At present, after just 15 years’ employment, workers are automatically entitled to the minimum pension – currently, €9,483.60 a year, paid in 14 monthly instalments since a double payment is made in August and at Christmas, giving the recipient €677.40 a month. For those with a dependent spouse, the minimum pension goes up to €11,701.20 a year in 14 payments or €835.80 a month.
Married pensioners whose spouse is not a dependant receive €9,000.60 a year, or €642.90 a month.
Once past the 15-year minimum, pensions are based on earnings and the average varies by region, typically from about €900 to €1,300 a month.
For this reason, until recently, saving for a private pension has rarely been part of the financial culture in Spain and the maximum contributions to these per year were very small – typically less than the average annual salary, which would preclude anyone on a very high wage or who inherited property before retirement from making a large down-payment into their pot.
The financial crisis and insecurity in the job market changed all that, and working-aged residents are now being encouraged to top up their State funds with a private pension.
Why has it changed for part-timers?
A female part-time worker applied to the regional court of Castilla y León to determine whether her pension, reduced because of the number of years worked applied on a pro-rata basis in line with her fewer hours, was fair – she believed it could be a case of gender discrimination, since currently, 70% of part-time workers are female and the number has, historically, been higher when, in past decades, women were automatically considered to be solely responsible for child-rearing and caring for elderly, sick or disabled family members.
The judge in Castilla y León applied to the European Court of Justice (ECJ), which ruled that the pro-rata pension system in Spain was, indeed, discrimination against women.
Spain’s ministry of work, migration and Social Security had already been considering reviewing this calculation system by then – led by Magdalena Valerio since June 2018, the department has been looking at an overhaul of pensions, labour law, contributions for the self-employed and other issues it considers to be long overdue, and agreed to an automatic State pension rise of 1.6% for 2019, rising to 3% for those on the minimum pension.
Who do the changes affect?
Existing pensioners will not benefit from this new rule – it will be the next generation of pensioners and those which follow and who are currently, or have been, in jobs of fewer than 40 hours a week.
The ministry says it does not have concrete figures for how many residents in Spain work part-time and how many will be affected by the changes, but one of the country’s largest unions, the Labourers’ Commissions (CCOO), says 2.6 million residents are in part-time jobs, of whom 1.6 million will benefit from the new system.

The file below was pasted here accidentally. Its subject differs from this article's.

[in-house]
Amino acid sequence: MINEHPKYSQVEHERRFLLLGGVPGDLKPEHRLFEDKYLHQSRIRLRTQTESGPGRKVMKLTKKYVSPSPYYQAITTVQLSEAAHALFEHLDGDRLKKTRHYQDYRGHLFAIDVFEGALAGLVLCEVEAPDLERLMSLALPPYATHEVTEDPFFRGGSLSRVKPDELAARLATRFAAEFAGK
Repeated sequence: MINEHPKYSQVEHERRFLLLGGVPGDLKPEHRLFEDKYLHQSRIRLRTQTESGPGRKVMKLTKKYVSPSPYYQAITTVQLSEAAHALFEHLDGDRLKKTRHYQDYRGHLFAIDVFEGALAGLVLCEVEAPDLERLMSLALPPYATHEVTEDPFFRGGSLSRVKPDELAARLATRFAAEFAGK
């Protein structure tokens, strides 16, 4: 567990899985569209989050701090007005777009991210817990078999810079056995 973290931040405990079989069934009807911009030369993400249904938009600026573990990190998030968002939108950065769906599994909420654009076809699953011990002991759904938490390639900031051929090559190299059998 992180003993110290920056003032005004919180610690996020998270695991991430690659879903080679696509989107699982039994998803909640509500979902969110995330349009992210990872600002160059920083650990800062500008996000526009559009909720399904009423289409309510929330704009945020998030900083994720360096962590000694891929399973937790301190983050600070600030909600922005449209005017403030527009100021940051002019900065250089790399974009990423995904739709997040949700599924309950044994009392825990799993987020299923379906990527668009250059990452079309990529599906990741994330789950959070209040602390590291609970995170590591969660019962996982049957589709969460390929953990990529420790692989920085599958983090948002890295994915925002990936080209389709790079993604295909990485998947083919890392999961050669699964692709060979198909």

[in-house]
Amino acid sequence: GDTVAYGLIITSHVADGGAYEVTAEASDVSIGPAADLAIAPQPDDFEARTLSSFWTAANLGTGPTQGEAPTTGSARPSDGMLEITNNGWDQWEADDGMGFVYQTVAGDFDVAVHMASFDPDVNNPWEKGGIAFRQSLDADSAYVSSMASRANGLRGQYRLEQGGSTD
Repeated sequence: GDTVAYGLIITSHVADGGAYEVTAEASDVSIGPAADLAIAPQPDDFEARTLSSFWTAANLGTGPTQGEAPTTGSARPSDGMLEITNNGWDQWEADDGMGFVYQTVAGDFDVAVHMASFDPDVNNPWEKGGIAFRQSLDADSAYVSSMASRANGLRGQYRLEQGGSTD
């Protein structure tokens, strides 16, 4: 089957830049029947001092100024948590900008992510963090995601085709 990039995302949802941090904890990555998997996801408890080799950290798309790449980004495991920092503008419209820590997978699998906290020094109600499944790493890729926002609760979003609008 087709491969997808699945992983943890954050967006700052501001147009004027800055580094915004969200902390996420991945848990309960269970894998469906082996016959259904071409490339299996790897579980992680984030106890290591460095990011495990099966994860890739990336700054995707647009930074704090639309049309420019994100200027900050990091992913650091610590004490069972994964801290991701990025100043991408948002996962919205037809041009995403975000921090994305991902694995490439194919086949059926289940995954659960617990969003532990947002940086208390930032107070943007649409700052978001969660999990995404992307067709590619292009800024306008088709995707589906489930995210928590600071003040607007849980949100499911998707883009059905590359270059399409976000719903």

The other million or so will not because their earnings are so low that even on a contribution-based State pension, they would not build up a pot that pays them more than the minimum in any case.
When do the changes come into effect?
Although the publication in the BOE normally means the law is immediately effective, in this case, major overhauls are needed to IT systems first, to ensure they automatically calculate workers’ pensions properly. The government also needs to figure out exactly who should benefit, to make sure it is fair for everyone and that the issue of ‘discrimination against’ is completely avoided.
Magdalena Valerio says the government is ‘working right now on studying timeframes for application’ and ‘analysing the necessary changes’ and ‘other required measures’ to ensure it ‘complies with the ECJ verdict’.
It is expected to be in force before the end of the year.
How do I know what my pension might be?
If you have worked for more than 15 years in Spain – continuous or otherwise – you can get a pension forecast from the Social Security website.
To do so, you will need a ‘digital signature’, which is applied for via your town hall.
Most workers use a gestor, or financial and legal advisor, if only for their once-a-year tax returns – self-employed workers normally use them for quarterly IVA (VAT) returns and income tax calculations, too – and, in the latter case, the gestor will probably already have applied for a digital signature on your behalf to manage your affairs.
Using this digital signature, your gestor can access the Social Security website and inform you of your pension contributions to date, to help you decide whether, and how, to save up for a private fund on top.